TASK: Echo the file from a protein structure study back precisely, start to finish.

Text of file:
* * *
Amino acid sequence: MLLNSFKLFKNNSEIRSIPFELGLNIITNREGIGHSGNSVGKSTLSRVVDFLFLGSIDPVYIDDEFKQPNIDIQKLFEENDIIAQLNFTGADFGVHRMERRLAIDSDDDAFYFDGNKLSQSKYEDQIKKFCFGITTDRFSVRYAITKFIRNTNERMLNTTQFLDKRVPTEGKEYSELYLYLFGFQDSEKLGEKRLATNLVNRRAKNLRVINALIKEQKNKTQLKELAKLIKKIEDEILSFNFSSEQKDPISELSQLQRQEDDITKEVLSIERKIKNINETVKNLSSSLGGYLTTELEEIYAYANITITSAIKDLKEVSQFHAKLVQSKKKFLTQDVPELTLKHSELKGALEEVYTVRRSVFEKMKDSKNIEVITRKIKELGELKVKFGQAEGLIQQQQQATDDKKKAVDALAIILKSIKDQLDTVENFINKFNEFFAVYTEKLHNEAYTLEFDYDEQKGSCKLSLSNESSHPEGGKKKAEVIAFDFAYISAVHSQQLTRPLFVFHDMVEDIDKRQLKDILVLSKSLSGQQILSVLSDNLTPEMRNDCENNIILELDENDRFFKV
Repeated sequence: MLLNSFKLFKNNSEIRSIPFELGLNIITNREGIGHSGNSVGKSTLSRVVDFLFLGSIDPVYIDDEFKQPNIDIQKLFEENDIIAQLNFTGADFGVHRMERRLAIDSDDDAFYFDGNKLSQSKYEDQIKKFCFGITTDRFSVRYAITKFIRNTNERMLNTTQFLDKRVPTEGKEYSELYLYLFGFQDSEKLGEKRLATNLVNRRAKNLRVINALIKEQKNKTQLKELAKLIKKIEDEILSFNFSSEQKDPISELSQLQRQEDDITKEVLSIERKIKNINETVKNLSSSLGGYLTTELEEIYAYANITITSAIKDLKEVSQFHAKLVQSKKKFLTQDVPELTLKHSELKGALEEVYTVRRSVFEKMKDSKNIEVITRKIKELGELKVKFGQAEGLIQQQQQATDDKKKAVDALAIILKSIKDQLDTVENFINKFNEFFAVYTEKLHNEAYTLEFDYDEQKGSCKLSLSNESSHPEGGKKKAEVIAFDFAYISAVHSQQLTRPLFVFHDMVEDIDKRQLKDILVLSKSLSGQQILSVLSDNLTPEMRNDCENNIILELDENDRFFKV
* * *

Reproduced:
Amino acid sequence: MLLNSFKLFKNNSEIRSIPFELGLNIITNREGIGHSGNSVGKSTLSRVVDFLFLGSIDPVYIDDEFKQPNIDIQKLFEENDIIAQLNFTGADFGVHRMERRLAIDSDDDAFYFDGNKLSQSKYEDQIKKFCFGITTDRFSVRYAITKFIRNTNERMLNTTQFLDKRVPTEGKEYSELYLYLFGFQDSEKLGEKRLATNLVNRRAKNLRVINALIKEQKNKTQLKELAKLIKKIEDEILSFNFSSEQKDPISELSQLQRQEDDITKEVLSIERKIKNINETVKNLSSSLGGYLTTELEEIYAYANITITSAIKDLKEVSQFHAKLVQSKKKFLTQDVPELTLKHSELKGALEEVYTVRRSVFEKMKDSKNIEVITRKIKELGELKVKFGQAEGLIQQQQQATDDKKKAVDALAIILKSIKDQLDTVENFINKFNEFFAVYTEKLHNEAYTLEFDYDEQKGSCKLSLSNESSHPEGGKKKAEVIAFDFAYISAVHSQQLTRPLFVFHDMVEDIDKRQLKDILVLSKSLSGQQILSVLSDNLTPEMRNDCENNIILELDENDRFFKV
Repeated sequence: MLLNSFKLFKNNSEIRSIPFELGLNIITNREGIGHSGNSVGKSTLSRVVDFLFLGSIDPVYIDDEFKQPNIDIQKLFEENDIIAQLNFTGADFGVHRMERRLAIDSDDDAFYFDGNKLSQSKYEDQIKKFCFGITTDRFSVRYAITKFIRNTNERMLNTTQFLDKRVPTEGKEYSELYLYLFGFQDSEKLGEKRLATNLVNRRAKNLRVINALIKEQKNKTQLKELAKLIKKIEDEILSFNFSSEQKDPISELSQLQRQEDDITKEVLSIERKIKNINETVKNLSSSLGGYLTTELEEIYAYANITITSAIKDLKEVSQFHAKLVQSKKKFLTQDVPELTLKHSELKGALEEVYTVRRSVFEKMKDSKNIEVITRKIKELGELKVKFGQAEGLIQQQQQATDDKKKAVDALAIILKSIKDQLDTVENFINKFNEFFAVYTEKLHNEAYTLEFDYDEQKGSCKLSLSNESSHPEGGKKKAEVIAFDFAYISAVHSQQLTRPLFVFHDMVEDIDKRQLKDILVLSKSLSGQQILSVLSDNLTPEMRNDCENNIILELDENDRFFKV